Three WSU students receive national Goldwater Awards

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Washington State University STEM majors Clara Ehinger, Julia Jitkov, and Brayan Osegueda Velazquez are the latest recipients of national Barry Goldwater distinguished scholarships.

“Each of these future scientists will receive significant financial support for the next academic year, which recognizes their outstanding accomplishments in research,” said April Seehafer, director of the WSU Distinguished Scholarships Program.

Since 1986, Goldwater awards have been available to students intending to pursue a research career in mathematics, the natural sciences, or engineering. WSU’s newest recipients bring the number of WSU students who have received Goldwater’s to 53. They are among 438 new awardees nationally this year, selected from 1,353 students nominated by 446 institutions.

Every Goldwater awardee has interesting goals and is taking significant steps toward reaching them, said Mary Sánchez Lanier, assistant vice provost. She is WSU’s representative to the national Goldwater organization.

For example, Ehinger, a junior from Yelm, Washington is a chemical engineering major, minoring in mathematics and a member of the Honors College. She plans to get a Ph.D. and research catalysts for sustainable energy.

Closeup of Clara Ehinger
Clara Ehinger

During the COVID-19 pandemic, she chose to attend WSU because of the opportunities available to conduct research as an undergraduate and to also study abroad. She had never set foot on campus until part-way through her freshman year.

She has worked in three laboratories at WSU—first with Von Walden in the Laboratory for Atmospheric Research, next with Su Ha in the O.H. Reaugh Laboratory for Oil and Gas Research, and currently, with Yong Wang’s group, which is focused on testing catalysts for the production of biofuel.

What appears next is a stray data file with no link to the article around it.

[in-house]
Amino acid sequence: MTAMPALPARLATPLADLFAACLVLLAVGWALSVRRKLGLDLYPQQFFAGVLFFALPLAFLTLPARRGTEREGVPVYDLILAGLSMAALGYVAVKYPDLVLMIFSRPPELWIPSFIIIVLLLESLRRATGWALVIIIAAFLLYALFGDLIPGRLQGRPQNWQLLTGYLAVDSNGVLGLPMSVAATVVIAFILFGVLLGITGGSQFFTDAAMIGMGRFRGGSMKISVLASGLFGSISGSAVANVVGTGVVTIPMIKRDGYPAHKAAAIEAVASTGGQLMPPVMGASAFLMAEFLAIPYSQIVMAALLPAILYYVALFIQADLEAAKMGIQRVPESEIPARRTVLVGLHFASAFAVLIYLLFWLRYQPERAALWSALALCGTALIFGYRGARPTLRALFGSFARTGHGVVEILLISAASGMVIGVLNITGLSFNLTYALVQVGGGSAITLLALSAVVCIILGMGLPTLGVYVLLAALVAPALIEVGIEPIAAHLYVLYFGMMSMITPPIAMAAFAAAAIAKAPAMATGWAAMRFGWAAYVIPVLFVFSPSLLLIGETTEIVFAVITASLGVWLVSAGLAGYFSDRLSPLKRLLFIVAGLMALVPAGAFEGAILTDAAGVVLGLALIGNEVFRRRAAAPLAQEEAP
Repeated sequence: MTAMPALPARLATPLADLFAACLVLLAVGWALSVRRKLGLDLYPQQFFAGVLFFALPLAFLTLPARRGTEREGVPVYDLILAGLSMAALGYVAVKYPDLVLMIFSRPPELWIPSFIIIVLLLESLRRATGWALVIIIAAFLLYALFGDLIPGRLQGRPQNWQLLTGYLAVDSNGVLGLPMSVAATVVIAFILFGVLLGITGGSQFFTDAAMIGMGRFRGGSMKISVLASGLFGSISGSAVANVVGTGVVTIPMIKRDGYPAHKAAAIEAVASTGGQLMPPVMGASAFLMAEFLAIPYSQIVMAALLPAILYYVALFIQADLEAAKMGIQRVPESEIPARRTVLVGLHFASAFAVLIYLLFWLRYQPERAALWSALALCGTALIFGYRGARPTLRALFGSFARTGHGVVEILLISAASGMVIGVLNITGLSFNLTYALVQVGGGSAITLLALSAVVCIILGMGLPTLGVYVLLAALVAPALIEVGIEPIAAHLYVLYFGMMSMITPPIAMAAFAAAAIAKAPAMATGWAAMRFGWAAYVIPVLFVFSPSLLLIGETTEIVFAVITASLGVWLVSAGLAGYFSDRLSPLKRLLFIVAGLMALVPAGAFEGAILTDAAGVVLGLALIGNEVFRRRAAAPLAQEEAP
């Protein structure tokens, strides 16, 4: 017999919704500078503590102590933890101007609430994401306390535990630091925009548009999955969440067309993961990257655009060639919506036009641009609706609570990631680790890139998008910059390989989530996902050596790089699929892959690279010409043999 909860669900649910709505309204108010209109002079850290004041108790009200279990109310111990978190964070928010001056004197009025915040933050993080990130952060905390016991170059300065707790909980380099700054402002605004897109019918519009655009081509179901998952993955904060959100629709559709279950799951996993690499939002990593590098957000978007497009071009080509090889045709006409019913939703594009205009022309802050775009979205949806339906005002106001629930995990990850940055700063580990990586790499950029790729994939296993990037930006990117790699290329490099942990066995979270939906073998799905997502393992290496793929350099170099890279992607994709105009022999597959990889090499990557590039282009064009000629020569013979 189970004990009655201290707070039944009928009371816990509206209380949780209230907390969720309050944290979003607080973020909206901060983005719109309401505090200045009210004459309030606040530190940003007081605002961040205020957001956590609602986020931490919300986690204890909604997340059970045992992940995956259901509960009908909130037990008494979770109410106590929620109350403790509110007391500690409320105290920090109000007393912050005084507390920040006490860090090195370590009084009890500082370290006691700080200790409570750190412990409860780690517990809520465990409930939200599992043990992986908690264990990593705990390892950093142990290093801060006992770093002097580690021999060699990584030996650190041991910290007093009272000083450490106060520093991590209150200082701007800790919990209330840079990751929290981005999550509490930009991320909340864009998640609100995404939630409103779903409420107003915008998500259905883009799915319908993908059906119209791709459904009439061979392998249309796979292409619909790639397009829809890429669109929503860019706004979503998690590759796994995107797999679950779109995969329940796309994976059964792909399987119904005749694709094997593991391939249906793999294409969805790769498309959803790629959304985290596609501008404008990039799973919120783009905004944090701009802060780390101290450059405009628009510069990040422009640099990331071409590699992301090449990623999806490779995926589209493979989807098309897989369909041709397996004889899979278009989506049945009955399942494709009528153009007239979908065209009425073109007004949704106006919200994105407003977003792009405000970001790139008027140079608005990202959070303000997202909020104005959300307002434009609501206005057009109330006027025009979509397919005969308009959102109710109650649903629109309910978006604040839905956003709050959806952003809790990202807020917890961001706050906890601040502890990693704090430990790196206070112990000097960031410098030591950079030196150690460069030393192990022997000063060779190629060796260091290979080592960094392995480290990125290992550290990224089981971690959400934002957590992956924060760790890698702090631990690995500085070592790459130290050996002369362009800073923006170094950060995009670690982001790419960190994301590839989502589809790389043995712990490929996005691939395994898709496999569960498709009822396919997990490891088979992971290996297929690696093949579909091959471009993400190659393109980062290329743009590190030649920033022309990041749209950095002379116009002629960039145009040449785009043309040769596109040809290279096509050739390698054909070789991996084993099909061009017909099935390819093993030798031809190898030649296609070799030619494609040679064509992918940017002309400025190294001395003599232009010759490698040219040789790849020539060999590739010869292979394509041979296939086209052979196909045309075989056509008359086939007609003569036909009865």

“This will be done by using single atom catalysts doped onto metal oxides such as ceria. By using single atoms, we are trying to maximize the efficiency of catalyst per unit of mass of catalyst used. By developing better methods for producing biofuels, industries that are reliant on liquid fuel sources, such as aerospace, can use less carbon intensive fuels than traditional petrochemicals as a step towards carbon neutrality,” Ehinger said. “I am honored to have been selected. The recognition that my interest in pursuing a career in catalysis research aligns with my ability to be a successful researcher, at least in the eyes of Goldwater, is appreciated and valued.”

Goldwater recipient Jitkov, a junior from Pullman, is a physics/astronomy and applied mathematics major and Honors College member. She plans to earn a master’s and Ph.D. degree in astrophysics. Her goal is to eventually teach and lead researchers studying ways to enhance scientific understanding of the universe using light, particle, and wave observations.

Closeup of Julia Jitkov
Julia Jitkov

She said she appreciates receiving a Goldwater award to support her studies, and she will do her best to contribute meaningful insights to the academic community.